SB5868 would require students with a bachelor's degree who attend a community or technical college to bear the entire cost of instruction - the price of regular tuition plus the share that the state pays.

That means it could affect current university students who take extra time and credits to get their degree.  State Senator Rodney Tom of Bellevue tells Wong that during a tight economy, government has to prioritize. It’s important to help students attend college, he says, but not for extra training.

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Food for Thought
4:15 am
Wed March 16, 2011

For a good time call John Pizzarelli

John Pizzarelli having a ball along with his audience at the KPLU studios.
KPLU

And for good eats call his Aunt Vera.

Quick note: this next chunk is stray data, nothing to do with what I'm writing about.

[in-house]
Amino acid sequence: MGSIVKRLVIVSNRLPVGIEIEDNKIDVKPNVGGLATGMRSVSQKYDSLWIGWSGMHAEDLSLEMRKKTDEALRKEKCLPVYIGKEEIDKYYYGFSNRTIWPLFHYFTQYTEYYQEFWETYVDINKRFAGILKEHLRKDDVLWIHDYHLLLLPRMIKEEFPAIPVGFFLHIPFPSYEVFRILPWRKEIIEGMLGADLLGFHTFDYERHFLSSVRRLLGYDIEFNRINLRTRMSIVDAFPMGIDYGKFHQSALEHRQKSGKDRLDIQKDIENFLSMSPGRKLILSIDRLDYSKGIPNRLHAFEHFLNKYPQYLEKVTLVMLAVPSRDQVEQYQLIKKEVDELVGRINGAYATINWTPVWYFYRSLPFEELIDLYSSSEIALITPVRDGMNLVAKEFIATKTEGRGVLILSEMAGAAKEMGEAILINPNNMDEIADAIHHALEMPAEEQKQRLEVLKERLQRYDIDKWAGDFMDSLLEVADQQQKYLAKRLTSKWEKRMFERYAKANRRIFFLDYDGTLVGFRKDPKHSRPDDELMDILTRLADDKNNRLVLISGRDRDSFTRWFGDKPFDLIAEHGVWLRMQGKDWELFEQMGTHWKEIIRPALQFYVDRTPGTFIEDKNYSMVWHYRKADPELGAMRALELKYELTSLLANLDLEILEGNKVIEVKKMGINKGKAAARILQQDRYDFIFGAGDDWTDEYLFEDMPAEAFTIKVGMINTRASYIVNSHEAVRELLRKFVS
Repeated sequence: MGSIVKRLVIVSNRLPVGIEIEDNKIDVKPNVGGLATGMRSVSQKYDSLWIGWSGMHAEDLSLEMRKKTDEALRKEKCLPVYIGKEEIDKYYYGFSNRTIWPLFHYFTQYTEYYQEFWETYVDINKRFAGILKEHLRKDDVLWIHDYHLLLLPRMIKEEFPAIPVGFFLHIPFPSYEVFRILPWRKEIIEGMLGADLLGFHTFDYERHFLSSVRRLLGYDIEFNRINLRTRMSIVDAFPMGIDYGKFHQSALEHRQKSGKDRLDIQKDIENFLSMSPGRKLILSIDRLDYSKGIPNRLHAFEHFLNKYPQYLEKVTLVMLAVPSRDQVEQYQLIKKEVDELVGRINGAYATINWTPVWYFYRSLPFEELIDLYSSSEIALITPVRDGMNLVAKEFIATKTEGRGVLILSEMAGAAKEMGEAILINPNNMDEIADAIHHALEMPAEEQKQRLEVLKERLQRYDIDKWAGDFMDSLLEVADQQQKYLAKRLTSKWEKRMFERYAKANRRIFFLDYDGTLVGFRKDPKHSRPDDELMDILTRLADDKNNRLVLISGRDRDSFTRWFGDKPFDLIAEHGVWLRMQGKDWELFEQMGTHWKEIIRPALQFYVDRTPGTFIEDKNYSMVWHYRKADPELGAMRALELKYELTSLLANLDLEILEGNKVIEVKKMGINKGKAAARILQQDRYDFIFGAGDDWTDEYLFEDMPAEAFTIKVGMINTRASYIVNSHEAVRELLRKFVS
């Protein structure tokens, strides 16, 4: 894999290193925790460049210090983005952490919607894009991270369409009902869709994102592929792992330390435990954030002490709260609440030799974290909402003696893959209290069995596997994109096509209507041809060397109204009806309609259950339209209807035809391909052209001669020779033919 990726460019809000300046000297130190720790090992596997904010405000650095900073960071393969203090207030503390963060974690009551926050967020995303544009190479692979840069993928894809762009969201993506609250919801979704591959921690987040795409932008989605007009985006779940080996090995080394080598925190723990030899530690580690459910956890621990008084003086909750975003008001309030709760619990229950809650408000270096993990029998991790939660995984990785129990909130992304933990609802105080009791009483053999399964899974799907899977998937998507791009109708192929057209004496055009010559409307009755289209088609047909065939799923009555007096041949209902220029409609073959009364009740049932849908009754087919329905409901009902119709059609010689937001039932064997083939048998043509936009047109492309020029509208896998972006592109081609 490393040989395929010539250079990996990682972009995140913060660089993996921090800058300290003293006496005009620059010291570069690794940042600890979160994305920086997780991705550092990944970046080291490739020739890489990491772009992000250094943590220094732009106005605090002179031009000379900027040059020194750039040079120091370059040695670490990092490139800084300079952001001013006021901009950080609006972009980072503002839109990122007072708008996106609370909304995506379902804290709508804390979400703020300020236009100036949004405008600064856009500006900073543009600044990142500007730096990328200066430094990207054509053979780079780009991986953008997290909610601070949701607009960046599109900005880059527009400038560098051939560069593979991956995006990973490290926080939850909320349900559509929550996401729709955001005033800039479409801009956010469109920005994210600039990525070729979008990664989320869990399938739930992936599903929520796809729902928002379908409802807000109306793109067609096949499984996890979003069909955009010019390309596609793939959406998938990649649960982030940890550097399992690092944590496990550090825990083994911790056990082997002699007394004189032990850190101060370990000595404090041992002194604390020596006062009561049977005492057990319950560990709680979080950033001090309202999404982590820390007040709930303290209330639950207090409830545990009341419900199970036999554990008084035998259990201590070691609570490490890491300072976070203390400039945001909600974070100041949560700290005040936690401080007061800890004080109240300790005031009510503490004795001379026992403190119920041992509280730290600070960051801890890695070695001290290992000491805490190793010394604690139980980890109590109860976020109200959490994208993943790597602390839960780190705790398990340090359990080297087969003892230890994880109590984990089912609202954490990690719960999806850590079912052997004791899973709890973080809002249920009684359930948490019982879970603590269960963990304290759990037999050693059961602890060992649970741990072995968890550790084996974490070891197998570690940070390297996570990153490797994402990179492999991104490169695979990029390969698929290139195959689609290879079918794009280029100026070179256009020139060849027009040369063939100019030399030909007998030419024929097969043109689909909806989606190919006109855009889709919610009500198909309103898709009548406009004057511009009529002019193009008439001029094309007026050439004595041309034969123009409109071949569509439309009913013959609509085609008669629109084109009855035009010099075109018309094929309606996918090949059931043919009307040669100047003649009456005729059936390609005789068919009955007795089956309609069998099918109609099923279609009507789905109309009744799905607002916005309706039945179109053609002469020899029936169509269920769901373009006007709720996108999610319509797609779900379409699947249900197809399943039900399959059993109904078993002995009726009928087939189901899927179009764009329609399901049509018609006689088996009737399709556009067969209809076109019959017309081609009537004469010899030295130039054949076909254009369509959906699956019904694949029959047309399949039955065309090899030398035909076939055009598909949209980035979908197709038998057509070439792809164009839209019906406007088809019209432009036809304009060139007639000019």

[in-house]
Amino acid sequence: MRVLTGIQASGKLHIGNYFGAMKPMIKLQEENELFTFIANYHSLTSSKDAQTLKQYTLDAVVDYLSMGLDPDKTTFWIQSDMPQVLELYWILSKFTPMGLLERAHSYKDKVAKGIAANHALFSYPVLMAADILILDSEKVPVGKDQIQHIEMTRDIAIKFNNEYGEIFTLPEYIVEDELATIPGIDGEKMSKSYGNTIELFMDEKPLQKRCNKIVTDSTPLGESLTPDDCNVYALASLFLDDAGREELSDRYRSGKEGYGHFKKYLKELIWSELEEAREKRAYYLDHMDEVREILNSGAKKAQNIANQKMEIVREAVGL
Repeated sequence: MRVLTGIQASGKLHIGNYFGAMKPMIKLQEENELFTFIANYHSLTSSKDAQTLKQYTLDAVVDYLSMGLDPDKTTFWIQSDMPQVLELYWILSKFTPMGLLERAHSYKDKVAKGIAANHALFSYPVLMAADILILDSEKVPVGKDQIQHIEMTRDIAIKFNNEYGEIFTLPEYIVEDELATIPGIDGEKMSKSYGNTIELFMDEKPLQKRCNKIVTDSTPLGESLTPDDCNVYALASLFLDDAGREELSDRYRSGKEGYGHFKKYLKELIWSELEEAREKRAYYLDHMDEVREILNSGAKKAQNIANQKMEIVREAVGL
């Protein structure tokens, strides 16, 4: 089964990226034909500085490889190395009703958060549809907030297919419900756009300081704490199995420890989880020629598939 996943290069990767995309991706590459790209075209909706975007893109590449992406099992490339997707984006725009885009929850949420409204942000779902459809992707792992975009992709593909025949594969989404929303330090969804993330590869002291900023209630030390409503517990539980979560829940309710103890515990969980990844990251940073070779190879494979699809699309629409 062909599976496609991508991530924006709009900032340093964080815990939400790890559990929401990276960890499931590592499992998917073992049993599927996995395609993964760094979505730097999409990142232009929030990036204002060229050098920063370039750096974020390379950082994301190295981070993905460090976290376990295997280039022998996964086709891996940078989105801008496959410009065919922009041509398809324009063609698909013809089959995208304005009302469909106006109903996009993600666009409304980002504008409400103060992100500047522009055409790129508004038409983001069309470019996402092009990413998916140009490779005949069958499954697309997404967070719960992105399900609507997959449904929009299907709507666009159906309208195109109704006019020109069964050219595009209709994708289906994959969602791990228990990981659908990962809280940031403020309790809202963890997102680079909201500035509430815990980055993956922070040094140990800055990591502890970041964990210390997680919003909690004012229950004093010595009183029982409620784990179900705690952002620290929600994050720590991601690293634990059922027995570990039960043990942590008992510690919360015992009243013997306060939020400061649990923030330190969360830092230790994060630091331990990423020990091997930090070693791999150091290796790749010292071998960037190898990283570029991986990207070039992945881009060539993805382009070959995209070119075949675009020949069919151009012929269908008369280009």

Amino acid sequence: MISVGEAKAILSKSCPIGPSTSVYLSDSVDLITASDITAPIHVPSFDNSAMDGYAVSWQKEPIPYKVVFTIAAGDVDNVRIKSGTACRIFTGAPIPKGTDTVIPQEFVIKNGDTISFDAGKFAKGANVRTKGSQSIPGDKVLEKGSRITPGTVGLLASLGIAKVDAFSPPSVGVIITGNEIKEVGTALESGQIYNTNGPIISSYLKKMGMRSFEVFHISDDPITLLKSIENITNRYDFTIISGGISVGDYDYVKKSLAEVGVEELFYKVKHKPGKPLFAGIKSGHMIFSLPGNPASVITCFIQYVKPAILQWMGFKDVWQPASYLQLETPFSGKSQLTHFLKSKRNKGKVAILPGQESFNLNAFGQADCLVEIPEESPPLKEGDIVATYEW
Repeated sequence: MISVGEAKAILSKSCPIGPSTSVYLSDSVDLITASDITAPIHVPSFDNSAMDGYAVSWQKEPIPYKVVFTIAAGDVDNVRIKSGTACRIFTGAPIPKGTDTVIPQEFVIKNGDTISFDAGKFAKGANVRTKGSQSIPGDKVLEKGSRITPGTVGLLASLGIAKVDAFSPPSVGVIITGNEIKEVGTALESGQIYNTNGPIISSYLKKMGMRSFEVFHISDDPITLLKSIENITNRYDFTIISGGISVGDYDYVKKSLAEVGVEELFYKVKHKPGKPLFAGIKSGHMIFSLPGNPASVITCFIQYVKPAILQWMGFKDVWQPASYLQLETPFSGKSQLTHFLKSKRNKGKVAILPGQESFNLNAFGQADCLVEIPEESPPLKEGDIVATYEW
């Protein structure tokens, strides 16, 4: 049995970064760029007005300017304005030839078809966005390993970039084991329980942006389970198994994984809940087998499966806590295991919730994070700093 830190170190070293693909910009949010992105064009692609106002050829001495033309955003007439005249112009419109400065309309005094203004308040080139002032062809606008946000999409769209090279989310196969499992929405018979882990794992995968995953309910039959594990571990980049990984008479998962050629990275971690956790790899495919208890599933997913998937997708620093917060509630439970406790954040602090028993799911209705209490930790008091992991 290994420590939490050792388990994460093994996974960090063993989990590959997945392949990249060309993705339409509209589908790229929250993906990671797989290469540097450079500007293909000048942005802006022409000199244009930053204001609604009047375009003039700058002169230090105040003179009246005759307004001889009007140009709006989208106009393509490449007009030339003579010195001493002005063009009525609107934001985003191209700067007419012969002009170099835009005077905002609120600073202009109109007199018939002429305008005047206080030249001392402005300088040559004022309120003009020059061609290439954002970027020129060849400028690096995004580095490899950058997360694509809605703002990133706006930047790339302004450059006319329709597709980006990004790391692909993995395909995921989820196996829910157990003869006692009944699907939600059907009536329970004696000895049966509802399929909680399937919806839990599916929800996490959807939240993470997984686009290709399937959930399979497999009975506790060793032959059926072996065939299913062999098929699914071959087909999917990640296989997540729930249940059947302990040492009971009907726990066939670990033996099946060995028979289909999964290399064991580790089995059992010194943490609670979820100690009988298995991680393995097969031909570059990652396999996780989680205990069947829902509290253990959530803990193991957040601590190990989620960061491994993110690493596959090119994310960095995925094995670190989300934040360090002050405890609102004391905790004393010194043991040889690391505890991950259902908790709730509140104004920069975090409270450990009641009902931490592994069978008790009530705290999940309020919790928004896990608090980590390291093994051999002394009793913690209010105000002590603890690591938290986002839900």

What a great time Nancy and I had hanging out with Pizzarelli and talking about food, food movies and his aunt Vera's cooking -- immortalized in song in this segment.  One of the food movies we discussed, Big Night, about an Italian restaurant in the '50s, features a deliriously over the top multi-course feast prepared for an expected visit from Louis Prima. 

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Remembering John T. Williams
5:20 pm
Tue March 15, 2011

Century-old cedar totems to honor native woodcarver at Seattle Center "carve-in"

Late carver John T. Williams' brother, Rick, beams with joy as he and another carver, Dan Martin, make the first cuts on a 120-year-old cedar. Their carve-in will go on for at least 6 months.
Photo by Bellamy Pailthorp KPLU

An ancient cedar tree was delivered earlier today (Tuesday) to the Seattle Center. Several totem poles carved from it in public will commemorate the life and art of native carver John T. Williams.